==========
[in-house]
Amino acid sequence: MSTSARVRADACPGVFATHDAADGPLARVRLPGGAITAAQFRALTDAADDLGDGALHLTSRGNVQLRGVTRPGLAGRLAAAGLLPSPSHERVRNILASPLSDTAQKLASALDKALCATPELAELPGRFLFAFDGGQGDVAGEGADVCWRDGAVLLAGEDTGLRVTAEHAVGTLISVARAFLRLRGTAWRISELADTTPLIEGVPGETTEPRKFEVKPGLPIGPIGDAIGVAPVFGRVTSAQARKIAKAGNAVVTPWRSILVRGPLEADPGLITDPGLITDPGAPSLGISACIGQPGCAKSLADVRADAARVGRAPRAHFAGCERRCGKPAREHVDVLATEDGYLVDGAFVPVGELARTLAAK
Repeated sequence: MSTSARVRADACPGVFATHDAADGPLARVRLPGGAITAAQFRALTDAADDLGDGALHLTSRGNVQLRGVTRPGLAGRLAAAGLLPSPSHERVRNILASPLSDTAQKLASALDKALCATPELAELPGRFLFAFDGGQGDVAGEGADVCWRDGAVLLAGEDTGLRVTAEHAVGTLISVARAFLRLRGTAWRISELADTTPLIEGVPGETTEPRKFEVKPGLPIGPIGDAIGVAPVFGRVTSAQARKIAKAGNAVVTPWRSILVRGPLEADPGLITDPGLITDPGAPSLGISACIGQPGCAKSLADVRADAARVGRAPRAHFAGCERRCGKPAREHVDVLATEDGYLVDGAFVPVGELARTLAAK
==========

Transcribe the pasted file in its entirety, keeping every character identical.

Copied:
[in-house]
Amino acid sequence: MSTSARVRADACPGVFATHDAADGPLARVRLPGGAITAAQFRALTDAADDLGDGALHLTSRGNVQLRGVTRPGLAGRLAAAGLLPSPSHERVRNILASPLSDTAQKLASALDKALCATPELAELPGRFLFAFDGGQGDVAGEGADVCWRDGAVLLAGEDTGLRVTAEHAVGTLISVARAFLRLRGTAWRISELADTTPLIEGVPGETTEPRKFEVKPGLPIGPIGDAIGVAPVFGRVTSAQARKIAKAGNAVVTPWRSILVRGPLEADPGLITDPGLITDPGAPSLGISACIGQPGCAKSLADVRADAARVGRAPRAHFAGCERRCGKPAREHVDVLATEDGYLVDGAFVPVGELARTLAAK
Repeated sequence: MSTSARVRADACPGVFATHDAADGPLARVRLPGGAITAAQFRALTDAADDLGDGALHLTSRGNVQLRGVTRPGLAGRLAAAGLLPSPSHERVRNILASPLSDTAQKLASALDKALCATPELAELPGRFLFAFDGGQGDVAGEGADVCWRDGAVLLAGEDTGLRVTAEHAVGTLISVARAFLRLRGTAWRISELADTTPLIEGVPGETTEPRKFEVKPGLPIGPIGDAIGVAPVFGRVTSAQARKIAKAGNAVVTPWRSILVRGPLEADPGLITDPGLITDPGAPSLGISACIGQPGCAKSLADVRADAARVGRAPRAHFAGCERRCGKPAREHVDVLATEDGYLVDGAFVPVGELARTLAAK